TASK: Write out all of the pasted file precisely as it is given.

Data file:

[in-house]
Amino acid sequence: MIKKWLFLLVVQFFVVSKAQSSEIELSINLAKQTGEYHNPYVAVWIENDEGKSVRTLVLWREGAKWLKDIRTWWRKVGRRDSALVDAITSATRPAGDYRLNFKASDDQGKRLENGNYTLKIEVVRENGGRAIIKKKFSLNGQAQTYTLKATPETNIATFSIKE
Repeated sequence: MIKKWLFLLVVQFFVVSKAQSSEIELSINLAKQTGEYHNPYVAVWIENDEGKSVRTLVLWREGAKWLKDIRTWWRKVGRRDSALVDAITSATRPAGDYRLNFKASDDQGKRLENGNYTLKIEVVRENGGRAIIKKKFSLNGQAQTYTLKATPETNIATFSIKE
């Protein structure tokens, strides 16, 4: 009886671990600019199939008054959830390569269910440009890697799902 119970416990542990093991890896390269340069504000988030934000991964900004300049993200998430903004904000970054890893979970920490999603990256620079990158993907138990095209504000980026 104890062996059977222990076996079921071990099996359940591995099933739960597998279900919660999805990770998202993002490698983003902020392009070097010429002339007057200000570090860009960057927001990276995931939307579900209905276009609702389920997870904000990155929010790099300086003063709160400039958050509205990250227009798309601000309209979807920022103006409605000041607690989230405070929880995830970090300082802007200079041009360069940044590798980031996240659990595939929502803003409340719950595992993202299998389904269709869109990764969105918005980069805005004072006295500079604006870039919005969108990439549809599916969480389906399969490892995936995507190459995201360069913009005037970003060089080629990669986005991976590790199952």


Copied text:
[in-house]
Amino acid sequence: MIKKWLFLLVVQFFVVSKAQSSEIELSINLAKQTGEYHNPYVAVWIENDEGKSVRTLVLWREGAKWLKDIRTWWRKVGRRDSALVDAITSATRPAGDYRLNFKASDDQGKRLENGNYTLKIEVVRENGGRAIIKKKFSLNGQAQTYTLKATPETNIATFSIKE
Repeated sequence: MIKKWLFLLVVQFFVVSKAQSSEIELSINLAKQTGEYHNPYVAVWIENDEGKSVRTLVLWREGAKWLKDIRTWWRKVGRRDSALVDAITSATRPAGDYRLNFKASDDQGKRLENGNYTLKIEVVRENGGRAIIKKKFSLNGQAQTYTLKATPETNIATFSIKE
């Protein structure tokens, strides 16, 4: 009886671990600019199939008054959830390569269910440009890697799902 119970416990542990093991890896390269340069504000988030934000991964900004300049993200998430903004904000970054890893979970920490999603990256620079990158993907138990095209504000980026 104890062996059977222990076996079921071990099996359940591995099933739960597998279900919660999805990770998202993002490698983003902020392009070097010429002339007057200000570090860009960057927001990276995931939307579900209905276009609702389920997870904000990155929010790099300086003063709160400039958050509205990250227009798309601000309209979807920022103006409605000041607690989230405070929880995830970090300082802007200079041009360069940044590798980031996240659990595939929502803003409340719950595992993202299998389904269709869109990764969105918005980069805005004072006295500079604006870039919005969108990439549809599916969480389906399969490892995936995507190459995201360069913009005037970003060089080629990669986005991976590790199952």